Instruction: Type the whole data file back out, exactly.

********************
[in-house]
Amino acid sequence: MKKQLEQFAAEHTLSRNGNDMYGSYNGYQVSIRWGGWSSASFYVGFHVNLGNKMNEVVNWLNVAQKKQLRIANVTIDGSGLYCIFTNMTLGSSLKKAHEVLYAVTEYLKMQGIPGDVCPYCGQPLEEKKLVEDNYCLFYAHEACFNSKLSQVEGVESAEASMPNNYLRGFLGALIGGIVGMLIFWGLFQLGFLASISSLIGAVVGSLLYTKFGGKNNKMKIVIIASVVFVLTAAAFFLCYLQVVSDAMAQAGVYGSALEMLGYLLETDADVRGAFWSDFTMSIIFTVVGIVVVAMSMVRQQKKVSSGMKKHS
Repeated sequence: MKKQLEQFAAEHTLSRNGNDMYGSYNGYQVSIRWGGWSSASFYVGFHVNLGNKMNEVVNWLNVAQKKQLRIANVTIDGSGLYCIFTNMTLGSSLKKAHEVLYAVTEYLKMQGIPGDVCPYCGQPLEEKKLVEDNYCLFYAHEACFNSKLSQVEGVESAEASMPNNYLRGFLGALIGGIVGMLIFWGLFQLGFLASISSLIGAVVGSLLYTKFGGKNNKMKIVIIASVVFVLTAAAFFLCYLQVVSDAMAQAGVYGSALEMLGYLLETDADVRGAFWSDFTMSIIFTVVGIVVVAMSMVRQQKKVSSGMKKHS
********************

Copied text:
[in-house]
Amino acid sequence: MKKQLEQFAAEHTLSRNGNDMYGSYNGYQVSIRWGGWSSASFYVGFHVNLGNKMNEVVNWLNVAQKKQLRIANVTIDGSGLYCIFTNMTLGSSLKKAHEVLYAVTEYLKMQGIPGDVCPYCGQPLEEKKLVEDNYCLFYAHEACFNSKLSQVEGVESAEASMPNNYLRGFLGALIGGIVGMLIFWGLFQLGFLASISSLIGAVVGSLLYTKFGGKNNKMKIVIIASVVFVLTAAAFFLCYLQVVSDAMAQAGVYGSALEMLGYLLETDADVRGAFWSDFTMSIIFTVVGIVVVAMSMVRQQKKVSSGMKKHS
Repeated sequence: MKKQLEQFAAEHTLSRNGNDMYGSYNGYQVSIRWGGWSSASFYVGFHVNLGNKMNEVVNWLNVAQKKQLRIANVTIDGSGLYCIFTNMTLGSSLKKAHEVLYAVTEYLKMQGIPGDVCPYCGQPLEEKKLVEDNYCLFYAHEACFNSKLSQVEGVESAEASMPNNYLRGFLGALIGGIVGMLIFWGLFQLGFLASISSLIGAVVGSLLYTKFGGKNNKMKIVIIASVVFVLTAAAFFLCYLQVVSDAMAQAGVYGSALEMLGYLLETDADVRGAFWSDFTMSIIFTVVGIVVVAMSMVRQQKKVSSGMKKHS